Exorcising the Dyer Demon Best Medicine for Young Team
Imagine being sick and not even knowing it. A malignancy festers inside you, infecting everything within proximity, but you still mostly function normally. The only signs of trouble are assorted symptoms that come and go, but nothing is definite or tell-tale. Eventually the CAT scan reveals how deep the tumor goes and everything is clear. Last week’s robbery trial of Antonio Goodwin, punctuated by former teammate Michael Dyer’s testimony, was an x-ray view into the cancer growing inside the Auburn Tigers football team that went unnoticed by most for almost a year. Only now that the growth has been cut out can the healing really begin.
Dyer, in his statements, exposed himself as a deviant for all the Auburn family to see. His reasons for being so candid are probably self-serving–to prevent any formal charges being filed for providing someone threatening to commit a crime with a weapon, and to also show cooperation with authorities, something that would go a long way in redeeming his character once he takes the field at Arkansas State. What he had to say about himself wasn’t pretty. It was shocking to most, and something foreign to fans who knew him only for his little-boy smile and break-away runs.
As it turns out, the arrest of four players last March for armed robbery was but a symptom that spurned an even larger illness–a player who thought himself above the rules. Although such serious charges weren’t something Auburn fans were accustomed to, we thought the issue had been put behind us with the expulsion of the culprits. We were wrong.
Little did we realize that a star player had played a large role in the formation of this gang and was leading a double life as a thug wannabe. Star football players don’t do drugs or carry guns, we tell ourselves. We can’t understand why the stardom isn’t enough for them. It’s unimaginable they would want to risk everything they have for some petty gangster action. Many of these kids come from backgrounds like that. Sometimes it doesn’t get filtered out. The truth is that most of us really don’t care as long as they win on Saturdays. Trouble is something that happens at other schools, like at Florida under Urban Meyer. Better guess again.
We’ll never hear out of Gene Chizik (or Gus Malzahn) exactly when they learned the extent of Dyer’s involvement. I’m guessing it came out during the investigation into the robbery and hopefully only after the regular season and before the bowl game, like the time line we’ve already been presented. I’m not even remotely suggesting this idea, but if Chizik played Dyer while knowing what he had done, he could have easily been canned. At the very least he could have lost respect and confidence from the Auburn nation. And it’s possible that Dyer could have been a hot potato that quickly got passed to the next guy.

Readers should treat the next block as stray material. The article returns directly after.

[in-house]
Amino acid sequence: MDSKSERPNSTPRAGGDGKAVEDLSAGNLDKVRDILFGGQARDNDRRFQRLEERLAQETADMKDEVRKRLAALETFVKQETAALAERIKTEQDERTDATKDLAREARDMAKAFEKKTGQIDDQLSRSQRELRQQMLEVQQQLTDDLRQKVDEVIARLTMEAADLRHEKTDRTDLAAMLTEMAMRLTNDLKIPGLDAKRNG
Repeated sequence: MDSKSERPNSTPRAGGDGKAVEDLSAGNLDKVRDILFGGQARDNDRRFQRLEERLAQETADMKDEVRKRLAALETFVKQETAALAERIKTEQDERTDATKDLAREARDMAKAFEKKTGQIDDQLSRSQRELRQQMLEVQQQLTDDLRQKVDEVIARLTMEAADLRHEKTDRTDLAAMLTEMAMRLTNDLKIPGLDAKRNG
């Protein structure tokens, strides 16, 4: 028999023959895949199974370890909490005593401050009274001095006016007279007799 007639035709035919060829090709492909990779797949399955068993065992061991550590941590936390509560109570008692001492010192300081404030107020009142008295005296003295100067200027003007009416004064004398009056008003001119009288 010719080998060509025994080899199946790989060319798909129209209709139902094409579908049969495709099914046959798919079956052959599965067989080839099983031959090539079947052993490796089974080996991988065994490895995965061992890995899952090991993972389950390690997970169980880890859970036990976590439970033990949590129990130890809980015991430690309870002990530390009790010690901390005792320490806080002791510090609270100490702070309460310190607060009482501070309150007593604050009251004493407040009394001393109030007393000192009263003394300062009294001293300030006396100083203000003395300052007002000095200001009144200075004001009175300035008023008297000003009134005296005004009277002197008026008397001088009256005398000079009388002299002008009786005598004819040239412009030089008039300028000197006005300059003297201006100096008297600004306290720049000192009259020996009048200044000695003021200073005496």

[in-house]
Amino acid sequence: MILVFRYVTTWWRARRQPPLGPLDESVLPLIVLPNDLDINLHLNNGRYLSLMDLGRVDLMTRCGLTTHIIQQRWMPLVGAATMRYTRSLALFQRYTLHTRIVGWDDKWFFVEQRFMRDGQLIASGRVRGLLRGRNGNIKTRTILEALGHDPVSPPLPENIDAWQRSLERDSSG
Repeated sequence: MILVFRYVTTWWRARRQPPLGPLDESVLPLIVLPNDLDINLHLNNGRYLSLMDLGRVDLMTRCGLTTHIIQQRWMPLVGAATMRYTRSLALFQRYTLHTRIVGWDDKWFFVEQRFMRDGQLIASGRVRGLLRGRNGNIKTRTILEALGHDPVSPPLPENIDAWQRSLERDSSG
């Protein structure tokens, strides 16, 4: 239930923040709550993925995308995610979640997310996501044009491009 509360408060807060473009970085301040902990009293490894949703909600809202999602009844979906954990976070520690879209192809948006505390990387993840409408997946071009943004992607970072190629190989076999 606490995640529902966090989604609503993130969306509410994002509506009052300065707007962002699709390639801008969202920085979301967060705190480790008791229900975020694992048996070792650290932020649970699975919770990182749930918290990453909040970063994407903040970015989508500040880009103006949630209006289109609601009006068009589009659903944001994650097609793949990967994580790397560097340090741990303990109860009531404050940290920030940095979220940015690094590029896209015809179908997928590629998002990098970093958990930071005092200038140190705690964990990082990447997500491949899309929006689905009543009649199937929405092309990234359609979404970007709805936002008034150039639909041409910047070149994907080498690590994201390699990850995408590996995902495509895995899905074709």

But what the public knows and what the team knows are usually two entirely different truths. While the coaches and public presumably found out in December, there’s little doubt that many players knew what had happened the whole time. A code of silence would have existed that prevented them from exposing anything other than to each other. And nothing could be worse to a young team than having a star player walking around feeling invincible and above the law, unless it’s the same player constantly looking over his shoulder, worrying about an impending investigation or being ratted out by one of his teammates.
Star players are supposed to provide leadership, and it’s pretty apparent now that Dyer was severely lacking in that department. He could have split the teams into camps, directly opposed to each other. Regardless, any lack of cohesion during the season is a recipe for disaster and something that cannot be tolerated. While I would never totally blame all of our failings from 2011 on Dyer, we’ll also never know to what extent his problems infested the team.
Jay mentioned yesterday that a change was coming to the Plains–for the better. There’s a fresh breeze in the air. I see it as the winds of change healing the severe dysfunction that Michael Dyer cast on the program with his duplicitous and selfish behavior. The cancer has been cut out. The medicine has been taken. We never even knew we were sick until last week when we got the doctor’s bill. Something like that is big enough to scare you into becoming a hypochondriac.
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